WASHINGTON – An international team of scientists has discovered a long-sought missing link between fish and the first animals to walk on land.
They found nearly complete fossils of a flat-bodied, sharp-toothed creature with a crocodile-like head and the scales and fins of a fish, but a neck, ribs and limbs more like a land creature.
It would have been able to haul itself out of shallow water and push itself along the shore, like an awkward seal, in what’s now Arctic Canada, about 375 million years ago, the scientists report in this week’s Nature magazine.
“This really is what our ancestors looked like when they began to leave the water,” said Per Ahlberg, an evolutionary biologist at Uppsala University in Uppsala, Sweden.
The shift of animals from water to land was “one of the major transformations in the history of life,” said Edward Daeschler, a paleontologist at the Academy of Natural Sciences in Philadelphia.
The scientists named the new species Tiktaalik (tick-TAH-lick), a native Inuit word for “large freshwater fish.” They think it could survive on land for short periods but had to return to the water to stay alive.
Tiktaalik used its snout to breathe air and its gills to get oxygen in the water, like modern lungfish, Ahlberg said in an e-mail message.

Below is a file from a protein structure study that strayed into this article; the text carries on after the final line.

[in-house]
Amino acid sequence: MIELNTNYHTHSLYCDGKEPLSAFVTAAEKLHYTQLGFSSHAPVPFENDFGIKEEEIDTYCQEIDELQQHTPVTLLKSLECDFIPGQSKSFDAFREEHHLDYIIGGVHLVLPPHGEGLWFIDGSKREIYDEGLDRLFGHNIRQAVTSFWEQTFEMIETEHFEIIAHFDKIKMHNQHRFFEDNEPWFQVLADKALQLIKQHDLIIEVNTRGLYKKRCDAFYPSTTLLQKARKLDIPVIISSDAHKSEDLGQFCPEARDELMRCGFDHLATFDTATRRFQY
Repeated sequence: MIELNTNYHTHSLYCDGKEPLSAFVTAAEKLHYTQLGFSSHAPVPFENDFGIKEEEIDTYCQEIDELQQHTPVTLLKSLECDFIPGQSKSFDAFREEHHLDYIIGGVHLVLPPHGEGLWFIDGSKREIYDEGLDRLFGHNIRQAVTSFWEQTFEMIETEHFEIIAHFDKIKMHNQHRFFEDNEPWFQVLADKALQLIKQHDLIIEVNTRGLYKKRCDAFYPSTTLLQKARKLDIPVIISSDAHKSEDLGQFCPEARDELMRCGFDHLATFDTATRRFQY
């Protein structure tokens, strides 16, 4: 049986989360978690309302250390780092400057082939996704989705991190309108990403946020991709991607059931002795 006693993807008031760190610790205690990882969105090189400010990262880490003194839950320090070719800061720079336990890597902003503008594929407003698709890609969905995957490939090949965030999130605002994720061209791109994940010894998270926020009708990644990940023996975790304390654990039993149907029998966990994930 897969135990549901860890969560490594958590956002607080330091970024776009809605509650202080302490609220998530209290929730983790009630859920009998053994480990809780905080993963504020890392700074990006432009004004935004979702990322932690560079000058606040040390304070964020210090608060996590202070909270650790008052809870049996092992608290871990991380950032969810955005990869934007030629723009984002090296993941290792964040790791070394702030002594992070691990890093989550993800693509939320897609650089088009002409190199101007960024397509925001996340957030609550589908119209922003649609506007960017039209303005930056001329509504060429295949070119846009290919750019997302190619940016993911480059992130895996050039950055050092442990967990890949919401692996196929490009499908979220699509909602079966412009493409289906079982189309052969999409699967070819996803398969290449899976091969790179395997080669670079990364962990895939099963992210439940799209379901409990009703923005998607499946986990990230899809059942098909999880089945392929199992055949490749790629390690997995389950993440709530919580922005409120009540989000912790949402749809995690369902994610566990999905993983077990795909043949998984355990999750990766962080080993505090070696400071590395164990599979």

He said the animal’s powerful pectoral fins, the equivalent of a forelimb, could raise its head and forequarters slightly off the ground.
The fossils of at least 10 specimens, ranging from 4 to 9 feet long, were found at the Ellesmere site after about five years of searching. Although the site lies in the Arctic zone today, it had a subtropical climate at the time Tiktaalik was alive, rather like the Mississippi Delta.
The expeditions were supported by the National Science Foundation, National Geographic, the Philadelphia Academy of Natural Sciences, Harvard University and the University of Chicago.
“This suggests a walking mode similar to that in the (modern) mudskipper or the catfish,” Ahlberg said. “It’s not elegant, but it works reasonably well. I think it had enough walking ability to allow it both to come out of the water and to return to the water at will, without getting stranded on land.”
Tiktaalik’s behavior was a “major departure from more primitive fishes,” said Daeschler, who’s a leader of the team that discovered the snout of one specimen sticking out of a cliffside on Canada’s frigid Ellesmere Island in 2004.
The discovery supports the view that animals’ transition from water to firm land began on an ancient continent called Euramerica, which included parts of what are now Canada and Northern Europe, rather than in Africa or Asia.
University of Chicago paleontologist Neil Shubin, a member of the discovery team, said Tiktaalik’s fins contained bones comparable to the arms and hands of land animals.
“Most of the major joints of the fin are functional in this fish,” Shubin said. “The shoulder, elbow and even parts of the wrist are already there. This animal represents the transition from water to land – the part of history that includes ourselves.
“Tiktaalik goes a long way to bridging a very big transition in the history of life on Earth.”